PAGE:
Funeral Celebrant | Graveside Ceremony Etiquette

Whether a graveside ceremony follows a funeral ceremony or is a stand-alone event, this should be attended with the same attitude of respect and courtesy as a funeral ceremony or memorial ceremony.

What To Expect At A Graveside Ceremony
A graveside ceremony can follow a traditional funeral, can precede a memorial ceremony, or can be a stand-alone event. The ceremony will be held at the graveside, or at the place where the body or cremated remains will be interred. In general, graveside ceremonies tend to be fairly brief. The funeral celebrant will likely recite prayers or readings, a eulogy may be delivered, and the body will be lowered into the ground or casket / urn placed in the ground. In many cultures it is customary to have guests participate in shovelling/ scattering soil / sand / peat / seeds into the grave.

Where To Sit Or Stand At A Graveside Ceremony
Chairs may be set up at the graveside, though depending on the number of people in attendance most guests may need to stand. Generally, chairs are reserved for immediate family members and people who are elderly. If there are seats available, the congregants should feel free to sit.

Participating In A Graveside Ceremony
At a graveside ceremony the funeral celebrant or a funeral director—will usually recite prayers or readings before the coffin / casket / urn is lowered into the ground. If the prayers or readings are intended to be sung or read by the group, or if there are prayers that follow a call-and-response pattern, congregants should participate if they feel comfortable doing so. If they don’t know the prayers or readings, or do not wish to participate for any reasons, standing quietly and respectfully is acceptable.

Depending on the religious or cultural affiliations of the funeral, at some graveside ceremonies it is customary to have guests shovel / scatter soil / sand / peat / seeds into the grave. This is especially true of Jewish funerals. Though there is no obligation to participate in this activity, congregants should feel free to participate if they wish. There will usually be a pile / container of soil at al  next to the grave and maybe one or two spades. Generally the immediate family will go first, and other guests will line up behind the family.  If you get to the funeral and find that this is not the case, it’s always a good idea to simply follow the lead of the person in front of you.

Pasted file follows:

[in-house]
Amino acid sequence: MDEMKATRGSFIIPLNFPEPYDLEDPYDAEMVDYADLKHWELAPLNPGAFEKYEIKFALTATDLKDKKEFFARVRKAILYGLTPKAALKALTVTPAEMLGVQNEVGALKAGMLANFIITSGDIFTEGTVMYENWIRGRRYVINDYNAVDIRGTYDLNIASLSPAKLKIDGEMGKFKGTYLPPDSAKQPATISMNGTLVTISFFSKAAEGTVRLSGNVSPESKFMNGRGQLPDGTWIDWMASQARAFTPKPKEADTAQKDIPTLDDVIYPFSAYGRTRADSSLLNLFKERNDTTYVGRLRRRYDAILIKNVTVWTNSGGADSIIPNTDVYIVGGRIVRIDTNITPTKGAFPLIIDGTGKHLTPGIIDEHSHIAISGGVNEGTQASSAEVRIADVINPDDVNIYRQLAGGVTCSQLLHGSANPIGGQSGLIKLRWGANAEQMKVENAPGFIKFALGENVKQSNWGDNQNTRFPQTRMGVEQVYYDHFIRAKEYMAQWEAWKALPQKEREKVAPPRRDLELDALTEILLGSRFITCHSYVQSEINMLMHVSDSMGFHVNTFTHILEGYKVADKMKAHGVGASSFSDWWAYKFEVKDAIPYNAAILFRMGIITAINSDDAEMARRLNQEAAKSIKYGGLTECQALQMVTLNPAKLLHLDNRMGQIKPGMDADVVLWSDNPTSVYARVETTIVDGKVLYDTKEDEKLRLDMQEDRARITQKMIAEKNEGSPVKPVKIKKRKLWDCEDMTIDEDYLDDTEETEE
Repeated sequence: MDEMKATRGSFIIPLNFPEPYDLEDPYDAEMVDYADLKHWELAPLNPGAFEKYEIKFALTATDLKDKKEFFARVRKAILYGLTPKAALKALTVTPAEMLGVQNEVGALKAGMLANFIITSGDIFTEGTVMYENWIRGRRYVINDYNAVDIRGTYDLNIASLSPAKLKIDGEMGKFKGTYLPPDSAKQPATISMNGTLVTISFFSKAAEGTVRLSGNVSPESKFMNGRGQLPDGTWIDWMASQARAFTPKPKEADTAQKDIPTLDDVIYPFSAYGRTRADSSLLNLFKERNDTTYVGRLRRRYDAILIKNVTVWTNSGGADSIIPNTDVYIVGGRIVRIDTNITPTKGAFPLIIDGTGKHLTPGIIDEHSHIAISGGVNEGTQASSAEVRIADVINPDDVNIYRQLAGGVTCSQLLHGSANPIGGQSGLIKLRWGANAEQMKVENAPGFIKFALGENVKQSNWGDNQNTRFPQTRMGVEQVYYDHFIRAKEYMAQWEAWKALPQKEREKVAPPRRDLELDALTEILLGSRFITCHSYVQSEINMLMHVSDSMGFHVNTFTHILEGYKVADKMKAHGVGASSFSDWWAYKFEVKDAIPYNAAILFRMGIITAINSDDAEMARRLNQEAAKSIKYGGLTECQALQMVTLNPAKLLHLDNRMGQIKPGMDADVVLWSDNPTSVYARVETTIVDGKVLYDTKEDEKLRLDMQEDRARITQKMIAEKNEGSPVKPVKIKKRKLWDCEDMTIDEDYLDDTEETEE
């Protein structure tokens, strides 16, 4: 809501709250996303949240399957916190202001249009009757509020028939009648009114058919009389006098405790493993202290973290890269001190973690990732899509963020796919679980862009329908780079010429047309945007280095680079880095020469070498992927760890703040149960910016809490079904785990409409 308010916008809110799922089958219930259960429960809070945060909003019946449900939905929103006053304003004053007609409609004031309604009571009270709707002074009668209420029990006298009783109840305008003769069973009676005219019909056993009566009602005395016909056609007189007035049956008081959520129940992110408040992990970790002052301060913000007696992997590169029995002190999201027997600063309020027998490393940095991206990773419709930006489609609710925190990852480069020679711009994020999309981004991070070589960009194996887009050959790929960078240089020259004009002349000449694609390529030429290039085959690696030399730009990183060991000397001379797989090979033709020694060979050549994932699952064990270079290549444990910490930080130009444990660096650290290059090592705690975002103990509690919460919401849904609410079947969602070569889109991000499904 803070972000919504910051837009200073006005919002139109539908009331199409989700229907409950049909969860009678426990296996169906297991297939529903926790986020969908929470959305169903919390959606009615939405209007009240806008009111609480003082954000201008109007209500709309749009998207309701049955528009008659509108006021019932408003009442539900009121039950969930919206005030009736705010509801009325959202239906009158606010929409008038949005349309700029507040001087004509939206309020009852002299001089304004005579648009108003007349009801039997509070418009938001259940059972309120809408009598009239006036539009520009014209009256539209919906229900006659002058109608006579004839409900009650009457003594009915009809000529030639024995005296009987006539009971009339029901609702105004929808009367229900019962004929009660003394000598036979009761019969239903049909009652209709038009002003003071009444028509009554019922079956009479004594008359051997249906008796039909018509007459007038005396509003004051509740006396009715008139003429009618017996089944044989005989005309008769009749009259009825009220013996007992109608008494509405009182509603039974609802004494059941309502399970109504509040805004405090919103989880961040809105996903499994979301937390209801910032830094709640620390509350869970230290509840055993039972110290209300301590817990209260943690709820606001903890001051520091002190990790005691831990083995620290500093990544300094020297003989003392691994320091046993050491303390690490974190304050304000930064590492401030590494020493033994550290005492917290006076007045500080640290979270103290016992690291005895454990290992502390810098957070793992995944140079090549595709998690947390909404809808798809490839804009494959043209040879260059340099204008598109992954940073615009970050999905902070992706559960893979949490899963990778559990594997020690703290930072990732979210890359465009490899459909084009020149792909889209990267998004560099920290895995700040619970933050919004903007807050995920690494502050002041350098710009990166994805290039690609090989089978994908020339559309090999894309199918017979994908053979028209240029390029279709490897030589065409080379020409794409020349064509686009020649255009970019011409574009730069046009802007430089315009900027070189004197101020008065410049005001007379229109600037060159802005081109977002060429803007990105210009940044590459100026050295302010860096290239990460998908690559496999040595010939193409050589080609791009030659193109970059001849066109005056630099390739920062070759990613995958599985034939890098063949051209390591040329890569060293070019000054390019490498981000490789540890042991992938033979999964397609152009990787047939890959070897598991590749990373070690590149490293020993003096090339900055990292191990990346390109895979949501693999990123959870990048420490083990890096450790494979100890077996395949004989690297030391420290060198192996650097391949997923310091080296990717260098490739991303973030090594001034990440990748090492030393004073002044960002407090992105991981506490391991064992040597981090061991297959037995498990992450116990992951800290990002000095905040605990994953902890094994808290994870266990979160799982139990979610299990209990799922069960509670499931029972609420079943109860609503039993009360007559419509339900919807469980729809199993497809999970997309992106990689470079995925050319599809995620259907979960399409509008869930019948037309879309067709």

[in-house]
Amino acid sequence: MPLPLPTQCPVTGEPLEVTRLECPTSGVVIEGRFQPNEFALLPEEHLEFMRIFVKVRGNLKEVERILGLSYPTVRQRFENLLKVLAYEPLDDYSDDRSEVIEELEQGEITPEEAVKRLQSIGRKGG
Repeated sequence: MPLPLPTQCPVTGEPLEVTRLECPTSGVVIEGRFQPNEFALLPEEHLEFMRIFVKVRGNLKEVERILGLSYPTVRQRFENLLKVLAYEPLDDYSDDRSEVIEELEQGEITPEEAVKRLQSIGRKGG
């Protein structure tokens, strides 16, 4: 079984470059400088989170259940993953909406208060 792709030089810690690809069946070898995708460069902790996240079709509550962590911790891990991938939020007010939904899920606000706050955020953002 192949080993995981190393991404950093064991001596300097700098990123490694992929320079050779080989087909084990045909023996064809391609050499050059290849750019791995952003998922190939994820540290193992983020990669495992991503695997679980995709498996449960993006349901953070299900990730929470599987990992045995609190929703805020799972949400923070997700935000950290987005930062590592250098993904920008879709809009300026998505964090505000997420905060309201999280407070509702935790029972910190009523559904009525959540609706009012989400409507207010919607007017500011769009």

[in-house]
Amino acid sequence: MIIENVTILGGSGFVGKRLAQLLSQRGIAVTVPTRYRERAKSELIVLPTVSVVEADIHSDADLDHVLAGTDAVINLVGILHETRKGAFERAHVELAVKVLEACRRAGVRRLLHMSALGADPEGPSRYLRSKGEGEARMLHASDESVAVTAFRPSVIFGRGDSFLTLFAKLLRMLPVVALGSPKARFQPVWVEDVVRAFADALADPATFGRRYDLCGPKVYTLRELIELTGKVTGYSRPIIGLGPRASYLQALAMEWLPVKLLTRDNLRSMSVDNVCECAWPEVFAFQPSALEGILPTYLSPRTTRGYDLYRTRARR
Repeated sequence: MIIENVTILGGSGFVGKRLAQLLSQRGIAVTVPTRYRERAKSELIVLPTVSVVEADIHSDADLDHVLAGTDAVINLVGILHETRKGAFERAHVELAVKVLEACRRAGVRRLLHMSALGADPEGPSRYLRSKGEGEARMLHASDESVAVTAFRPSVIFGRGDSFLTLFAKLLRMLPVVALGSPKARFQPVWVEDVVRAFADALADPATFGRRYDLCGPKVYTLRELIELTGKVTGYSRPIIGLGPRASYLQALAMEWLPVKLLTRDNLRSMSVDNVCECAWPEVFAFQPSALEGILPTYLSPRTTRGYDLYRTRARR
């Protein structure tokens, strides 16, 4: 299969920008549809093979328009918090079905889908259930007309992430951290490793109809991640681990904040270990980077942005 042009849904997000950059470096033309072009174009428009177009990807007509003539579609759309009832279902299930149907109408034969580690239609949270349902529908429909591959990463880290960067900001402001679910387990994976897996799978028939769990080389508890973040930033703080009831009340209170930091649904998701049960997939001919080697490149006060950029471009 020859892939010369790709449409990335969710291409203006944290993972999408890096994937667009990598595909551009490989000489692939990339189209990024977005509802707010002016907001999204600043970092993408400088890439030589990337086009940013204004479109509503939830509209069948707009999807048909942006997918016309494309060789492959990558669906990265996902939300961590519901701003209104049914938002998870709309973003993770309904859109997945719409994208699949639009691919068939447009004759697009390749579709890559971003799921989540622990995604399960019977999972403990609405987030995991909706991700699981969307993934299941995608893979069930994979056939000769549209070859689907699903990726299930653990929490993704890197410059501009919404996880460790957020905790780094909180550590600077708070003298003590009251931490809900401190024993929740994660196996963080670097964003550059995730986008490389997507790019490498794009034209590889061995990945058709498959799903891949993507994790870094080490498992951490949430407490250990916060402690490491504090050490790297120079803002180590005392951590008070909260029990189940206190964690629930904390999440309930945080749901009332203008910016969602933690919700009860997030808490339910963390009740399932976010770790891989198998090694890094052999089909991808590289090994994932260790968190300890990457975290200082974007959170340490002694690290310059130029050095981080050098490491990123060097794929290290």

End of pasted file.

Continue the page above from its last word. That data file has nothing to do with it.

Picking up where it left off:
If You’re A Pallbearer
If you are going to be a pallbearer at a funeral before the graveside ceremony or  at a stand-alone graveside ceremony your job will be to escort the coffin from the hearse to the graveside. The funeral director coordinating the ceremony or someone from the burial facility will be on site to tell you where to go and what to do. If you have any questions about your role, simply ask the funeral director or burial facility staff member.

How To Know If You Should Attend A Graveside Ceremony
Graveside ceremonies may be open to the public or may be limited to family only. If a public graveside ceremony follows a funeral, the funeral celebrant will make an announcement at the end of the funeral inviting people to the graveside ceremony and offering directions to the burial facility. As with a funeral, if a graveside ceremony is open to the public and you want to attend, you should. If the ceremony is limited to family only, your should respect the family’s wishes and not attend. If you are not invited to the ceremony but would like to reach out to the family, consider writing a letter or card expressing your condolences.